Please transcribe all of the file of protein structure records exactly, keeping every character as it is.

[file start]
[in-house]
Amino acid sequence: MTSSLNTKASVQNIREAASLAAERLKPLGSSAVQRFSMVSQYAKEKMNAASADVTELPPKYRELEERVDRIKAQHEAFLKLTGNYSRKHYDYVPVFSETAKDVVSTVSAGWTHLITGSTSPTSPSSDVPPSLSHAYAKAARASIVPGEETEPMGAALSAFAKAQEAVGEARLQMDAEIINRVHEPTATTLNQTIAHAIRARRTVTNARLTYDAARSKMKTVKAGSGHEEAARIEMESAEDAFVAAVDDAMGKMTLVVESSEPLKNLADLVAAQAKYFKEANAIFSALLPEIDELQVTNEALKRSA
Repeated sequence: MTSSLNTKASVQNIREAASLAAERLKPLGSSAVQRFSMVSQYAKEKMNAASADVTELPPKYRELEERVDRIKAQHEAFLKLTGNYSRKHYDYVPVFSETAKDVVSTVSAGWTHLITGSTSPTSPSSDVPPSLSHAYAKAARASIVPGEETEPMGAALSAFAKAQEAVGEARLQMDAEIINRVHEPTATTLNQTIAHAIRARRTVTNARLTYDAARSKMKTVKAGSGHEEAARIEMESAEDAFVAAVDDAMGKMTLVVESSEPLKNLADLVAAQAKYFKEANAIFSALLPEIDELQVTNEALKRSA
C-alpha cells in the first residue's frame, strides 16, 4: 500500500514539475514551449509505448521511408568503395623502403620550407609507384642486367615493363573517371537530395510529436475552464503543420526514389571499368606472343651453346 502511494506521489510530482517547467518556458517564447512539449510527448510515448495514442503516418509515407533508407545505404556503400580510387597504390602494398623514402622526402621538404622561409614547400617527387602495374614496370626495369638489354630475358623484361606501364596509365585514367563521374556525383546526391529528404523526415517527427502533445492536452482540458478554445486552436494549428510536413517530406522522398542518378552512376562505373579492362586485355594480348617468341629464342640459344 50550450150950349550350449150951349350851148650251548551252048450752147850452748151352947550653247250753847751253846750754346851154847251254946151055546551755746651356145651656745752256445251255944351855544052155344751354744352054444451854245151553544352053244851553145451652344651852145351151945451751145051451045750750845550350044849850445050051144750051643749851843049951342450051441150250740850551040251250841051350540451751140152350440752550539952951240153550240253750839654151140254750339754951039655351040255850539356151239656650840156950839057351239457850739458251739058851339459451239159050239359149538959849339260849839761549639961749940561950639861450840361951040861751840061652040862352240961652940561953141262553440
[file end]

[in-house]
Amino acid sequence: MTSSLNTKASVQNIREAASLAAERLKPLGSSAVQRFSMVSQYAKEKMNAASADVTELPPKYRELEERVDRIKAQHEAFLKLTGNYSRKHYDYVPVFSETAKDVVSTVSAGWTHLITGSTSPTSPSSDVPPSLSHAYAKAARASIVPGEETEPMGAALSAFAKAQEAVGEARLQMDAEIINRVHEPTATTLNQTIAHAIRARRTVTNARLTYDAARSKMKTVKAGSGHEEAARIEMESAEDAFVAAVDDAMGKMTLVVESSEPLKNLADLVAAQAKYFKEANAIFSALLPEIDELQVTNEALKRSA
Repeated sequence: MTSSLNTKASVQNIREAASLAAERLKPLGSSAVQRFSMVSQYAKEKMNAASADVTELPPKYRELEERVDRIKAQHEAFLKLTGNYSRKHYDYVPVFSETAKDVVSTVSAGWTHLITGSTSPTSPSSDVPPSLSHAYAKAARASIVPGEETEPMGAALSAFAKAQEAVGEARLQMDAEIINRVHEPTATTLNQTIAHAIRARRTVTNARLTYDAARSKMKTVKAGSGHEEAARIEMESAEDAFVAAVDDAMGKMTLVVESSEPLKNLADLVAAQAKYFKEANAIFSALLPEIDELQVTNEALKRSA
C-alpha cells in the first residue's frame, strides 16, 4: 500500500514539475514551449509505448521511408568503395623502403620550407609507384642486367615493363573517371537530395510529436475552464503543420526514389571499368606472343651453346 502511494506521489510530482517547467518556458517564447512539449510527448510515448495514442503516418509515407533508407545505404556503400580510387597504390602494398623514402622526402621538404622561409614547400617527387602495374614496370626495369638489354630475358623484361606501364596509365585514367563521374556525383546526391529528404523526415517527427502533445492536452482540458478554445486552436494549428510536413517530406522522398542518378552512376562505373579492362586485355594480348617468341629464342640459344 50550450150950349550350449150951349350851148650251548551252048450752147850452748151352947550653247250753847751253846750754346851154847251254946151055546551755746651356145651656745752256445251255944351855544052155344751354744352054444451854245151553544352053244851553145451652344651852145351151945451751145051451045750750845550350044849850445050051144750051643749851843049951342450051441150250740850551040251250841051350540451751140152350440752550539952951240153550240253750839654151140254750339754951039655351040255850539356151239656650840156950839057351239457850739458251739058851339459451239159050239359149538959849339260849839761549639961749940561950639861450840361951040861751840061652040862352240961652940561953141262553440